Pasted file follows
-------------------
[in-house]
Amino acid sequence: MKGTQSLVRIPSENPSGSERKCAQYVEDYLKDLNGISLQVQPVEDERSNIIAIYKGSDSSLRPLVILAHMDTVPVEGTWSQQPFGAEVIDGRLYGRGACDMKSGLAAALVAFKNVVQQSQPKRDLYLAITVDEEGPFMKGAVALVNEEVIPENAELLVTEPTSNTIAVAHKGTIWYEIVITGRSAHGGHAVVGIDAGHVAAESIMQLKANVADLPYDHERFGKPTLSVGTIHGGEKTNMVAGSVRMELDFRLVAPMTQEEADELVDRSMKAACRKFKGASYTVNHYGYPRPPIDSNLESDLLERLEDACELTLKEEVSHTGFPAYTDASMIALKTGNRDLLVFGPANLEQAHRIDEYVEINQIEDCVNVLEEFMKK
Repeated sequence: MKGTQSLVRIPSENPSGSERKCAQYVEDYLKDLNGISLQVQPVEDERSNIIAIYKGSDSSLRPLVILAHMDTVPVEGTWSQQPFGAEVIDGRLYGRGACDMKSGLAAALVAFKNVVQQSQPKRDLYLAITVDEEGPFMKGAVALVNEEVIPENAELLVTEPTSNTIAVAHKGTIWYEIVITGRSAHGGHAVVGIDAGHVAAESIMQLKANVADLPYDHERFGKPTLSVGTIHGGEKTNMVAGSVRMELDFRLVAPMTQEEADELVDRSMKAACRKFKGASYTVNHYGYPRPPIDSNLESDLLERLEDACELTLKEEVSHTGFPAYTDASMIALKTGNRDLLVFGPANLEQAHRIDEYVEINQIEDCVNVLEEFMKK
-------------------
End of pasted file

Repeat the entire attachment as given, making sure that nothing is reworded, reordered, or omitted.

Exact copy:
[in-house]
Amino acid sequence: MKGTQSLVRIPSENPSGSERKCAQYVEDYLKDLNGISLQVQPVEDERSNIIAIYKGSDSSLRPLVILAHMDTVPVEGTWSQQPFGAEVIDGRLYGRGACDMKSGLAAALVAFKNVVQQSQPKRDLYLAITVDEEGPFMKGAVALVNEEVIPENAELLVTEPTSNTIAVAHKGTIWYEIVITGRSAHGGHAVVGIDAGHVAAESIMQLKANVADLPYDHERFGKPTLSVGTIHGGEKTNMVAGSVRMELDFRLVAPMTQEEADELVDRSMKAACRKFKGASYTVNHYGYPRPPIDSNLESDLLERLEDACELTLKEEVSHTGFPAYTDASMIALKTGNRDLLVFGPANLEQAHRIDEYVEINQIEDCVNVLEEFMKK
Repeated sequence: MKGTQSLVRIPSENPSGSERKCAQYVEDYLKDLNGISLQVQPVEDERSNIIAIYKGSDSSLRPLVILAHMDTVPVEGTWSQQPFGAEVIDGRLYGRGACDMKSGLAAALVAFKNVVQQSQPKRDLYLAITVDEEGPFMKGAVALVNEEVIPENAELLVTEPTSNTIAVAHKGTIWYEIVITGRSAHGGHAVVGIDAGHVAAESIMQLKANVADLPYDHERFGKPTLSVGTIHGGEKTNMVAGSVRMELDFRLVAPMTQEEADELVDRSMKAACRKFKGASYTVNHYGYPRPPIDSNLESDLLERLEDACELTLKEEVSHTGFPAYTDASMIALKTGNRDLLVFGPANLEQAHRIDEYVEINQIEDCVNVLEEFMKK